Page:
The now famous Bill Clinton phrase is becoming embedded in the political jargon and keeps getting good traction in the news media. Here is a recent editorial piece by Bill Kristol from the NY Times that centers around this moment in 08 campaign history. It opens with the crux of the whole matter:
“Give me a break. This whole thing is the biggest fairy tale I’ve ever seen.” Thus spoke Bill Clinton last Monday night, exasperated by Barack Obama’s claim that he — unlike Hillary Clinton — had been consistently right (or wrong, depending on your point of view) on the Iraq war.
I believe that is exactly what Clinton was saying, despite those race-baiting elements that wanted to spin it otherwise. (Keep in mind, I am not in Clinton's fold and do not agree with many of his stances on the important issues of the day.) But now, Obama wants to challenge the former President and confront him personally over what he deems to be an inaccuracy in that statement.
"You know the former president, who I think all of us have a lot of regard for, has taken his advocacy on behalf of his wife to a level that I think is pretty troubling," Obama said during his first morning television interview since coming in second in Nevada.
Why? Because Hillary has a former President for a husband? Normally it would be troubling for a former president to openly campaign for a candidate in the primary season. Past protocols have forbidden such a thing, but it is not etched in stone. As a courtesy, most have followed this unspoken rule of courtesy. But this is his wife and it may very well be he feels obligated because of what he put her through, with the Monica Lewinsky scandal.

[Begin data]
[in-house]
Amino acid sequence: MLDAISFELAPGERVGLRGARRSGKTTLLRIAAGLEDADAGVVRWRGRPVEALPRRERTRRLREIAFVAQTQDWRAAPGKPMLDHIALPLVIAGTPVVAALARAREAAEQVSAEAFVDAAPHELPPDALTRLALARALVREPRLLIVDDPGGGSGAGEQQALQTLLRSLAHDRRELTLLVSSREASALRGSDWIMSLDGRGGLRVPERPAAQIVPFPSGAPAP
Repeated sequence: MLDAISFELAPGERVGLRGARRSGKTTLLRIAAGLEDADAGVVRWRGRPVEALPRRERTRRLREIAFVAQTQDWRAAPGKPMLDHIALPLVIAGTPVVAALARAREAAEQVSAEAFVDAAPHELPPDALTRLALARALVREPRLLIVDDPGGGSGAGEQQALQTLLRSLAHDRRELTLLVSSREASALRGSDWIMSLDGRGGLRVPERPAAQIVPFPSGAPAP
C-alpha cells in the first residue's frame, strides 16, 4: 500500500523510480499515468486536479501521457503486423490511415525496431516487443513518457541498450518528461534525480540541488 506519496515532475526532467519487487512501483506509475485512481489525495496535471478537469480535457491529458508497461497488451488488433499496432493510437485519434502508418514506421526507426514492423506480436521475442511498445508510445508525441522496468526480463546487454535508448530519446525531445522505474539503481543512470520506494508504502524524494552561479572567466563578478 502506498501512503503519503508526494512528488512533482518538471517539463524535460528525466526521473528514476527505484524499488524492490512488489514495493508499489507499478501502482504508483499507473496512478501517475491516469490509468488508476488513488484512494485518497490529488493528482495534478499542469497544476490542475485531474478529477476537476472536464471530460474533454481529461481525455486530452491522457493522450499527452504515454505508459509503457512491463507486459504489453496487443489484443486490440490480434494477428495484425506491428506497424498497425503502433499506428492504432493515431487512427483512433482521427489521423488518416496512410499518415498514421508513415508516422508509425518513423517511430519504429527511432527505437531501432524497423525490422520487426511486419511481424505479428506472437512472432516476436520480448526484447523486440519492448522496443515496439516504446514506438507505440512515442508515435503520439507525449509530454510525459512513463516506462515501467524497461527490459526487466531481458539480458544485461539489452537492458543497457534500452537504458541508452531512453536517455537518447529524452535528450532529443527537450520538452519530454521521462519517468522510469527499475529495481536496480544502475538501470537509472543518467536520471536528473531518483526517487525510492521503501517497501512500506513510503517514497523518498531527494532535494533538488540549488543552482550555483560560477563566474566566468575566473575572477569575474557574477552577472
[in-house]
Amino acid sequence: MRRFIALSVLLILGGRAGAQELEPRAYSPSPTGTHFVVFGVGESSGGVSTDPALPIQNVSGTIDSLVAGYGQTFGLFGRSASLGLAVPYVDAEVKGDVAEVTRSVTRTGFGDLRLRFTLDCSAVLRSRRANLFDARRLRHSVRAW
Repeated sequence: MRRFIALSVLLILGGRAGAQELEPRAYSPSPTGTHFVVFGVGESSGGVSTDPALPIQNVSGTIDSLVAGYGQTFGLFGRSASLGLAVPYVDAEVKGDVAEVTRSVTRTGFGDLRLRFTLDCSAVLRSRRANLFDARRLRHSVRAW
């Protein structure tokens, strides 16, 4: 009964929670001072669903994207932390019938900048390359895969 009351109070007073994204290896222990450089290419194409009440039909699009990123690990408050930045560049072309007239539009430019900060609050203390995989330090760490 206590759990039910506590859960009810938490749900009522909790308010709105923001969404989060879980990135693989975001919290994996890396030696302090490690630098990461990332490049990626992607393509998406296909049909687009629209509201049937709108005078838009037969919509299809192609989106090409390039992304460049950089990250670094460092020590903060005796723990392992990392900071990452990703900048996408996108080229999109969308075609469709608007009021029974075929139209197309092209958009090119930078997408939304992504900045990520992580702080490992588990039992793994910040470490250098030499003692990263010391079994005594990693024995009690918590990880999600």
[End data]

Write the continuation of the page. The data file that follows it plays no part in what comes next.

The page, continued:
Regardless, it is is his wife. If my wife was running for some office I had held at one time, I would do the same thing. Most of us would, if we still wanted to keep our wives. Better yet, why does Obama not consider it troubling when his surrogate race-baiting supporters misrepresent the content of Mr. Clinton's statement?
But let's read on:
"He continues to make statements that are not supported by the facts -- whether it's about my record of opposition to the war in Iraq or our approach to organizing in Las Vegas.
Ah, yes. This is the old "statements not supported by the facts" response. Let's listen to the statement in it's entirety, once again:
Bill Clinton claims Obama took down the text of a speech that said he stood with the President. Why can't Obama provide the text of that speech as evidence that Clinton is distorting his record on the war in Iraq? Why was it taken down?
If Obama was so against the war, why did he immediately vote unanimously with his colleagues (right after taking office in 2005) for emergency defense appropriations, which included funds for the Iraqi operation? It seems like that would have been a good time go against the grain, if his conscious was truly under conviction.
The bottom line here is simple. If Obama wants to be the anti-war candidate, fine. But it would behoove him greatly to not distort his own record, while claiming others are doing it. And if he wants the negative campaigning to stop, he needs to call off his surrogates from making race an issue.